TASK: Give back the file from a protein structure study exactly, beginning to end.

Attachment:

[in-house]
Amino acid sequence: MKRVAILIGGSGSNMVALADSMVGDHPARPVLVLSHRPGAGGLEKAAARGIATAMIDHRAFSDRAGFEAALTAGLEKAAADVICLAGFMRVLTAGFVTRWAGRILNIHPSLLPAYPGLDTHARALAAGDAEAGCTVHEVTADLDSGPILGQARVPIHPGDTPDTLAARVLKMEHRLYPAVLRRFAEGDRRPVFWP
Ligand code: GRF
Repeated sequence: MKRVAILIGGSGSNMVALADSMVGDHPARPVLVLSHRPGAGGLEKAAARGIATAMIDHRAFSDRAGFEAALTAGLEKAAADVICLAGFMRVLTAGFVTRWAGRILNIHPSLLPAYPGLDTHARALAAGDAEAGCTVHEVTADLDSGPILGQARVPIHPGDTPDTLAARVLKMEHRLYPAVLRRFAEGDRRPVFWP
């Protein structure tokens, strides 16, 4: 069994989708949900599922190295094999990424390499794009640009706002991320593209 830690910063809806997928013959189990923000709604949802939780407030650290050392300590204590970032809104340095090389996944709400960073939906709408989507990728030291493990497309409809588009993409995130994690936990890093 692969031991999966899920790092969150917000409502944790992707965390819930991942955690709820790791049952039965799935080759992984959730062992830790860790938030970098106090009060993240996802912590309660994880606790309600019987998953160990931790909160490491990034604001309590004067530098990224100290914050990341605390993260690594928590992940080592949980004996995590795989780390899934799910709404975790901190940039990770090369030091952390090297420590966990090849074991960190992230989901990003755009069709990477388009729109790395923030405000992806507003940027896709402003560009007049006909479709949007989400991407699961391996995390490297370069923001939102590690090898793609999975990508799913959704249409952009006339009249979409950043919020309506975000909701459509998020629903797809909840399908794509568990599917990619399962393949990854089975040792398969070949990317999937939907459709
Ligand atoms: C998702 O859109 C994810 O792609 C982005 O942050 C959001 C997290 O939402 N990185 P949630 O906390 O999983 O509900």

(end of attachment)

[in-house]
Amino acid sequence: MKRVAILIGGSGSNMVALADSMVGDHPARPVLVLSHRPGAGGLEKAAARGIATAMIDHRAFSDRAGFEAALTAGLEKAAADVICLAGFMRVLTAGFVTRWAGRILNIHPSLLPAYPGLDTHARALAAGDAEAGCTVHEVTADLDSGPILGQARVPIHPGDTPDTLAARVLKMEHRLYPAVLRRFAEGDRRPVFWP
Ligand code: GRF
Repeated sequence: MKRVAILIGGSGSNMVALADSMVGDHPARPVLVLSHRPGAGGLEKAAARGIATAMIDHRAFSDRAGFEAALTAGLEKAAADVICLAGFMRVLTAGFVTRWAGRILNIHPSLLPAYPGLDTHARALAAGDAEAGCTVHEVTADLDSGPILGQARVPIHPGDTPDTLAARVLKMEHRLYPAVLRRFAEGDRRPVFWP
């Protein structure tokens, strides 16, 4: 069994989708949900599922190295094999990424390499794009640009706002991320593209 830690910063809806997928013959189990923000709604949802939780407030650290050392300590204590970032809104340095090389996944709400960073939906709408989507990728030291493990497309409809588009993409995130994690936990890093 692969031991999966899920790092969150917000409502944790992707965390819930991942955690709820790791049952039965799935080759992984959730062992830790860790938030970098106090009060993240996802912590309660994880606790309600019987998953160990931790909160490491990034604001309590004067530098990224100290914050990341605390993260690594928590992940080592949980004996995590795989780390899934799910709404975790901190940039990770090369030091952390090297420590966990090849074991960190992230989901990003755009069709990477388009729109790395923030405000992806507003940027896709402003560009007049006909479709949007989400991407699961391996995390490297370069923001939102590690090898793609999975990508799913959704249409952009006339009249979409950043919020309506975000909701459509998020629903797809909840399908794509568990599917990619399962393949990854089975040792398969070949990317999937939907459709
Ligand atoms: C998702 O859109 C994810 O792609 C982005 O942050 C959001 C997290 O939402 N990185 P949630 O906390 O999983 O509900």